Infection-Free Medical Implantation Is Near
The demand for bacteria-free surfaces continues to increase—and there is no greater need for a sterile, antibacterial surface than with a biomedical device or implant.
Implant-related Infection (IRI) accounts for over half of the 2 million yearly healthcare-associated infections in the U.S. Treating these post-operative infections carries an enormous personal and financial burden. The full cost of medical device-related implant infections in the U.S. alone is estimated at $27 billion dollars annually.
For more than 50 years the common protocol to counter IRIs has been the prophylactic use of site-specific antibiotics or antiseptic solutions, applied internally to inhibit bacterial infection in the tissues that directly surround the physical implant. Unfortunately, these preventative measures do little to control the growth of bacterial biofilm on the surface of the implant itself. It’s the biofilm on the surface that becomes the most challenging and dangerous source of postoperative infection. Once formed, an IRI will consume significant health resources to mitigate and in more than half of the cases will require a surgical revision to eliminate. For patients already burdened with comorbidities or age-related risks, a surgical revision yields dangerously high rates of morbidity and mortality.
Despite meaningful improvements in surgical hygiene and perioperative antibiotics, IRI remains the most frequently reported complication following surgery. Infections are the cause of 2 of every 5 total knee replacement revisions and nearly one-third of total hip arthroplasty revisions, with considerably lower survivorship when compared to aseptic causes.
The promise of a new, disruptive treatment technology that can permanently protect the surface of an implantable device, without the transient coating of toxic chemicals or metals and that does not alter the performance of the device itself, is transformational.
This is the promise of the new technology– a permanently grafted, biocompatible anti-microbial molecule, that confidently safeguards the newly implanted device from the harmful growth of bacterial biofilm.
This is the promise from our company at DeBogy Molecular.
Our company began as a family story in Paris more than two decades ago, where Dr. Othman Bouloussa, then Professor of Chemistry at the Curie Institute, perfected his research on antimicrobial surface modification. In 2019 DeBogy Molecular was founded, when orthopedic surgeon Dr. Houssam Bouloussa patented his uncle’s scientific discoveries here in the U.S. Today we are a diverse team of medical and scientific business professionals dedicated to surface modification innovation. Our proprietary IP can modify molecular surface structures to electrostatically destroy virus, bacteria, and fungus on contact.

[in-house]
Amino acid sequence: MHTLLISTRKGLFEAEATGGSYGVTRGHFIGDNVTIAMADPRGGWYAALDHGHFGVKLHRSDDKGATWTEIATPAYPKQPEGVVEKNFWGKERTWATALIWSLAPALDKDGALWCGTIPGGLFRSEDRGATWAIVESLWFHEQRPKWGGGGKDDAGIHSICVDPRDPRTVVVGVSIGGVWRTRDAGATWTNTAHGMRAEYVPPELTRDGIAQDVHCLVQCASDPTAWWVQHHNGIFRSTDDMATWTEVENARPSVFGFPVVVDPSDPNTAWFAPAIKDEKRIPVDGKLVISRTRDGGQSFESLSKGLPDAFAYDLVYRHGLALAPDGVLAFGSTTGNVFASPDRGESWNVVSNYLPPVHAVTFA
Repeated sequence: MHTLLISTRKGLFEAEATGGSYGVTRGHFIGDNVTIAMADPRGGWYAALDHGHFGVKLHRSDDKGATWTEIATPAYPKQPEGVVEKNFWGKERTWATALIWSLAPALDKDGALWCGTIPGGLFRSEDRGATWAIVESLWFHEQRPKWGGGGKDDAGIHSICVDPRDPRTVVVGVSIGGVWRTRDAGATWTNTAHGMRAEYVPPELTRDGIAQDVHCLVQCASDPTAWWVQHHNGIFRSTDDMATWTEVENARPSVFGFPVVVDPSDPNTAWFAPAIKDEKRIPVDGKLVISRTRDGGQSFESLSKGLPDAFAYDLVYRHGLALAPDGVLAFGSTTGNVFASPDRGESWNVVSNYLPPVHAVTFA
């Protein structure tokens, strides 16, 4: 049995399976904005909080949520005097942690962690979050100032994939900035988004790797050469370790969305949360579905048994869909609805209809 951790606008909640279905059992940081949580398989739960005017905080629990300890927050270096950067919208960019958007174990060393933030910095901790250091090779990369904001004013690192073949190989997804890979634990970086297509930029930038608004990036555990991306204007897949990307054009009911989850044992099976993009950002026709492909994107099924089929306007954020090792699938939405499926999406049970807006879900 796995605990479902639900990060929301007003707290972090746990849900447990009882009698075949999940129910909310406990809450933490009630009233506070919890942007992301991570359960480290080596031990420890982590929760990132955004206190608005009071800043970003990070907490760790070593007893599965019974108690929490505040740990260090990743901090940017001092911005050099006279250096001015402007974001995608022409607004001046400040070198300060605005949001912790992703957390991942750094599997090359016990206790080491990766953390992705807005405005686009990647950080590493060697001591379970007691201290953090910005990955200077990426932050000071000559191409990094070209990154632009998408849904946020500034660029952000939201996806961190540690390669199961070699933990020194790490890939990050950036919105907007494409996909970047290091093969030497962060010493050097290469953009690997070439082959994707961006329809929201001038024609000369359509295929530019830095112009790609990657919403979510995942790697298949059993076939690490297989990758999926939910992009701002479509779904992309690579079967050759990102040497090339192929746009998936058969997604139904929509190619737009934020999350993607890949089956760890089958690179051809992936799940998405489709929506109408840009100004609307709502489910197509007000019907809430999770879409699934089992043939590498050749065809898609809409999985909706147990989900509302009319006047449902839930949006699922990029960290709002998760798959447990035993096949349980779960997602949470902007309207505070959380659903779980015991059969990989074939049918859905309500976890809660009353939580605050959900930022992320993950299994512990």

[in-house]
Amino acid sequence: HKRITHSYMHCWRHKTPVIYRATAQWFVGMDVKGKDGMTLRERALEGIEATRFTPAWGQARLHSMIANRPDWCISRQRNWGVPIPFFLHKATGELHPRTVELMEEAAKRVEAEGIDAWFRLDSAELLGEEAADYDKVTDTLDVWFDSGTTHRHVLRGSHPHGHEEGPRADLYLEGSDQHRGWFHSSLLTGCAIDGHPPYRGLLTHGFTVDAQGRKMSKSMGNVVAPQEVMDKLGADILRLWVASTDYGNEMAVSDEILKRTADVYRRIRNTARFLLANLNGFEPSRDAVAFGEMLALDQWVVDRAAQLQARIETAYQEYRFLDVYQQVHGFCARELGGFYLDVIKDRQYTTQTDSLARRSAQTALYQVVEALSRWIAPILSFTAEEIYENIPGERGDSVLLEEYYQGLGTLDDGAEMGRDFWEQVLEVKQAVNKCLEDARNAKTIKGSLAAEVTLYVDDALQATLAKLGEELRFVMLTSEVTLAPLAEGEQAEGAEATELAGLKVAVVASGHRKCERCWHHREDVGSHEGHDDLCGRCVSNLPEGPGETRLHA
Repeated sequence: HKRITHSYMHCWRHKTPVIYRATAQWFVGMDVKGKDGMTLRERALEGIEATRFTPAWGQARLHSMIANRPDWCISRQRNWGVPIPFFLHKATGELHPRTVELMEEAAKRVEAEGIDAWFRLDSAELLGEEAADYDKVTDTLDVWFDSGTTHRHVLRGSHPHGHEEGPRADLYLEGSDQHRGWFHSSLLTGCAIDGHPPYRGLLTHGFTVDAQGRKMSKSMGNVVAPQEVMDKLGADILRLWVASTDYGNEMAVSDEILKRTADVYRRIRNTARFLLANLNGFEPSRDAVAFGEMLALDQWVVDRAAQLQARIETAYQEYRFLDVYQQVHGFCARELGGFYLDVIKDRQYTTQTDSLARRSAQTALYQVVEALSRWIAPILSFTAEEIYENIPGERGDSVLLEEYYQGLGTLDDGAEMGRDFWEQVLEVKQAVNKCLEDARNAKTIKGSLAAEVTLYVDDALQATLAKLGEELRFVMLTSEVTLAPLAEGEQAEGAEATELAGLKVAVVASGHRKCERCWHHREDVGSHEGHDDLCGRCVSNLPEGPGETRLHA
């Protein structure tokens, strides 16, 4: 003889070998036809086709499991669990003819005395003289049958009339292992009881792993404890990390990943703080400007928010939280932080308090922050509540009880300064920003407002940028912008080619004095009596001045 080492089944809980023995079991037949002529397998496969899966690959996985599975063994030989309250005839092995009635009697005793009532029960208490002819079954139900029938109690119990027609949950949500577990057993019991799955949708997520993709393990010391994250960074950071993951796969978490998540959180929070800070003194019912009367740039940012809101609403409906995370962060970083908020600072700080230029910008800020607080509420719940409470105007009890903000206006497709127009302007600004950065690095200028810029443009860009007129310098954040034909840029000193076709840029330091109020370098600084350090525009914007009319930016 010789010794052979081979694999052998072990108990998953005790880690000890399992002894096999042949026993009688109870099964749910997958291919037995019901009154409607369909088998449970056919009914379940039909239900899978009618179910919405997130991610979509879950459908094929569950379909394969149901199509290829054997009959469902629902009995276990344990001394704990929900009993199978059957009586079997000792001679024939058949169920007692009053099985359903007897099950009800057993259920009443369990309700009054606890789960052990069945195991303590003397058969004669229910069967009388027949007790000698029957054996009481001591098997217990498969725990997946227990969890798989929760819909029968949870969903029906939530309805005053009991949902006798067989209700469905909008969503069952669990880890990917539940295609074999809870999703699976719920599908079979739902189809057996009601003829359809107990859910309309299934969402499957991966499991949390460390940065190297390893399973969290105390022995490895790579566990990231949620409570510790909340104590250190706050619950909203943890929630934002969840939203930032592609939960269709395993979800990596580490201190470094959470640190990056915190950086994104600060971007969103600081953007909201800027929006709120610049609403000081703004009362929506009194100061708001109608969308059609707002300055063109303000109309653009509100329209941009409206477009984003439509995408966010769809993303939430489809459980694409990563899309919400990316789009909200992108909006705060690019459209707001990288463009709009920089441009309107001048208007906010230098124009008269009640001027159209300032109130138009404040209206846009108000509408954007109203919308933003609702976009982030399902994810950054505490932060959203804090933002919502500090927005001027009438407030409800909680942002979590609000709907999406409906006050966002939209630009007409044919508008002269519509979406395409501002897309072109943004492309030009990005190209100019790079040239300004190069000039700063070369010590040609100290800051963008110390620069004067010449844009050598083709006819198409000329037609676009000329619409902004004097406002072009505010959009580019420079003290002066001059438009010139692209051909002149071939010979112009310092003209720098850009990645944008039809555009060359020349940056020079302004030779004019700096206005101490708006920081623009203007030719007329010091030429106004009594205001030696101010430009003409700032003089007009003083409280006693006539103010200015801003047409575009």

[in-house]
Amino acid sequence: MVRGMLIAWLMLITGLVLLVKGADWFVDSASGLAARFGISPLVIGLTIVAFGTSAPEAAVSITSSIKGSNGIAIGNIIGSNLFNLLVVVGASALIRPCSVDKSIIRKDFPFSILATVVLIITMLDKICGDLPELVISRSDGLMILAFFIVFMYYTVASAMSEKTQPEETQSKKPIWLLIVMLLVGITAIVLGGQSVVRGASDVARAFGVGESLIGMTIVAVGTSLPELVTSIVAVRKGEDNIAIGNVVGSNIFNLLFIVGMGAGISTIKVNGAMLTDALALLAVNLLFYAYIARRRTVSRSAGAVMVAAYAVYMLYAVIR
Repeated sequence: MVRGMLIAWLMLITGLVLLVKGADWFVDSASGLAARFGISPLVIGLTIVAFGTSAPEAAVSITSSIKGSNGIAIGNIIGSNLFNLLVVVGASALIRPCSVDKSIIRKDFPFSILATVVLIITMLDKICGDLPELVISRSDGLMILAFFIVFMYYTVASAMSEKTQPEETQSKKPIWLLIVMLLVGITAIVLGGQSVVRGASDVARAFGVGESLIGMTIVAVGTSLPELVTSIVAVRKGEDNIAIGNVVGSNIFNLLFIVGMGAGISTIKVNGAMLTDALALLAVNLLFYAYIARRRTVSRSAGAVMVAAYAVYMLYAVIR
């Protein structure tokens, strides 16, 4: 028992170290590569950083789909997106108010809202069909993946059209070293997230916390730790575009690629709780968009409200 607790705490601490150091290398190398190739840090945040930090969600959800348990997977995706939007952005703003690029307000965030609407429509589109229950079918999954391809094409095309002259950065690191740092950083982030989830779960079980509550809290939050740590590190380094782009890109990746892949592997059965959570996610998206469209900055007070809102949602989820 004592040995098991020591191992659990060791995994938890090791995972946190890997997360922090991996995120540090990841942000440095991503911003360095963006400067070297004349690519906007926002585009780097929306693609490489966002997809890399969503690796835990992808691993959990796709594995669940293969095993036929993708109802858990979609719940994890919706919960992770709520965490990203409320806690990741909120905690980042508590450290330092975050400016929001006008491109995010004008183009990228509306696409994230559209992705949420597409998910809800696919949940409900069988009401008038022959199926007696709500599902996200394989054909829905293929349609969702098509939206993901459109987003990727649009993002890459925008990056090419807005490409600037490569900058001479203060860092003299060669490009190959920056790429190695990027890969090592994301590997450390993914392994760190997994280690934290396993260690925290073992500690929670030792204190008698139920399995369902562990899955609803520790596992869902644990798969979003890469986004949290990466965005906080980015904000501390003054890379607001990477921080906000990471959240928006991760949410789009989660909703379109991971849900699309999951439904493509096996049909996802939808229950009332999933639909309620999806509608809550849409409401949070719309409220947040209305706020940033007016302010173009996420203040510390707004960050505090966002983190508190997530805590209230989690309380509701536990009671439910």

Last month the results of an important landmark in vivo study were announced, that found DeBogy technology safely reduces the dangerous bacterial biofilm on medical implants by 99.97%, without the use of antibiotics or toxic chemicals. The preclinical research study was designed to evaluate the efficacy and safety of DeBogy-treated titanium implants against the formation of bacterial biofilm. Vivexia, an independent CRO, implanted a total of 121 mice and studied them for bacterial attachment on the implant and the level of infection in the surrounding tissue vs untreated control. The study was overseen by a group of medical research scientists and all lab protocols were validated by a veterinary ethics committee.
The research study found that:
- Bacterial biofilm on the DeBogy-treated implants was reduced by 99.97% vs untreated control, 7 days following surgery
- Bacterial load in the surrounding tissue in animals with DeBogy-treated implants was reduced by 99.8% vs untreated control, 7 days following surgery
- The surrounding tissue in animals with DeBogy-treated implants was healthier overall, with decreases in inflammation, fibrosis, vascularization, and necrosis
Excellent clinical health and biocompatibility were recorded in animals with DeBogy-treated implants. In the presence of infection, the data strongly demonstrates that DeBogy-treated titanium discs were able to effectively mitigate infection with a dramatic decrease in biofilm formation, and even eradicate infection completely in some of the animals, without the use of antibiotics.